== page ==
TABLE 2__________________________________________________________________________Hypoallergenic Formula: Dextrinized OSA Starchwith Various Emulsifier ClassesMean Fat Globule Size / Physical Properties Pre-sterilization Post-sterilization Mean Fat Mean Fat Globule Globule Size Size PhysicalEmulsifier Class Emulsifier (microns) (microns) Properties__________________________________________________________________________Acetylated CETODAN ® 90-50a 0.459 0.793 GoodMonoglyceridesDiacetyl Tartaric PANODAN ® 0.468 2.888 PoorAcid Esters of FDPKaMonoglycerides PANODAN ® SDKa 0.470 2.180 PoorCitric Acid ACIDAN N ® 12a 0.689 2.021 PoorEsters ofMonoglyceridesSodium Stearoyl EMULSILAC ® Sb 0.630 1.266 GoodLactylate MYLVEROL ® 0.340 2.072 Poor SMG-VcPropylene ALDO ® PGHMSd 0.418 0.839 GoodGlycol Esters ofMonoglyceridesSucrose Esters S-1670e 0.652 3.370 Poor S-270e 0.614 1.640 Poor O-1570e 0.639 3.310 Poor L-1695e 0.545 2.039 PoorLactic Acid ATMUL ® 2622Kb 0.432 0.878 GoodEsters ofMonoglyceridesLecithin BLENDMAX ® 0.590 2.186 Poor 322Df ALCOLEC ® SFGg 0.431 2.498 Poor ALCOLEC 140g 0.601 2.876 Poor MCTHIN ® AF-1h 0.456 2.940 PoorMono- and HODAG ® GMOi 0.576 1.040 PoorDiglycerides HODAG ® GMSi 0.423 1.118 Poor HODAG GMLi 0.433 1.028 Poor ATMUL 80b 0.447 0.894 Poor ATMUL 86Kb 0.427 0.886 Poor ATMUL 84b 0.593 0.882 PoorNo Emulsifier 0.611 0.680 Good(CONTROL) 0.446 0.808 Good 0.455 0.737 Good 0.450 0.709 Good__________________________________________________________________________ Emulsifier Manufacturers: a Danisco Ingredients, New Century, KS b Eastman Chemical Co., Kingsport, TN c Witco Corporation, Memphis, TN d Lonza Inc., Williamsport, PA e Mitsubishi Kasei America, Inc., White Plains, NY f Central Soya Company, Fort Wayne, IN g American Lecithin Company, Danbury, CT h Lucas Meyer Inc., Decatur, IL i Calgene Chemical Company, Skokie, IL
As depicted in TABLE 2, the results distinguish the present invention from the use of OSA modified starch used in combination with a mono- and diglyceride emulsifier (as taught, in combination with an acidic pH of 3.0 to 4.4, by U.S. Pat. No. 4,414,238). Per TABLE 2, physical properties of those formulas prepared with mono- and diglycerides were described as having "Poor" physical properties.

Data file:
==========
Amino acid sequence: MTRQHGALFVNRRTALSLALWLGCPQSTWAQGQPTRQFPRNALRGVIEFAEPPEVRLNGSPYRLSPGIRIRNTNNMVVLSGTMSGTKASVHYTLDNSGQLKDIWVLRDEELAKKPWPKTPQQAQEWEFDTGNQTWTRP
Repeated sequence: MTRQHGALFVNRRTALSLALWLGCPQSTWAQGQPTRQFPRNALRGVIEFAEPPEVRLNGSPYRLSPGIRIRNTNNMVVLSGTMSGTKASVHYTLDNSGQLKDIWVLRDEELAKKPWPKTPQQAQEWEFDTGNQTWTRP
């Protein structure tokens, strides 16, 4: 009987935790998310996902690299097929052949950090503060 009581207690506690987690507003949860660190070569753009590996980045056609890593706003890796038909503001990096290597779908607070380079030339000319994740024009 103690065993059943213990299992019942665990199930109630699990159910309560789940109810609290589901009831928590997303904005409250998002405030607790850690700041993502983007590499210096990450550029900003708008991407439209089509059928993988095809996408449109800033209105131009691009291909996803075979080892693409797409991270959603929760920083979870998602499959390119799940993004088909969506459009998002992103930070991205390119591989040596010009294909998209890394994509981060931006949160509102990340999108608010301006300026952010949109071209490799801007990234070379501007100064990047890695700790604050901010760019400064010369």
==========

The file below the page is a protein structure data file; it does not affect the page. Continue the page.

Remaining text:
A hypoallergenic infant formula was prepared as in TABLE 1, Example 1 where dextrinized OSA modified starch was used in combination with one of the following simple emulsifiers: (1) acetylated monoglycerides; (2) lactic acid esters of monoglycerides; or (3) propylene glycol monoesters. Each preparation was subjected to mean fat globule measurement pre-sterilization, post-sterilization, and after one freeze/thaw cycle. Additionally the preparation was subjected to a post-sterilization/cold shake treatment where the product was shook at 4° C. for 48 hours to assess emulsion stability or ruggedness. A control product containing no added simple emulsifiers was also prepared and similarly tested.
TABLE 3______________________________________RTU Hypoallengeric Infant Formula Product with DextrinizedOSA Modified Starch and Simple EmulsifiersMean Fat Globule Size (microns) Pre- Post- Post-freeze steril- steril- thaw Post-cold shake ization ization treatment treatment______________________________________No Emulsifier 0.446 0.808 4.601 0.665(CONTROL)Acetylated 0.508 0.819 5.620 0.650Monoglyceride(CETODAN 90-50)Propylene Glycol 0.434 0.794 12.32 1.159Esters ofMonoglycerides(ALDO PGHMS)Lactic Acid Esters of 0.581 0.953 6.598 7.396Monoglycerides(ATMUL 2622K)______________________________________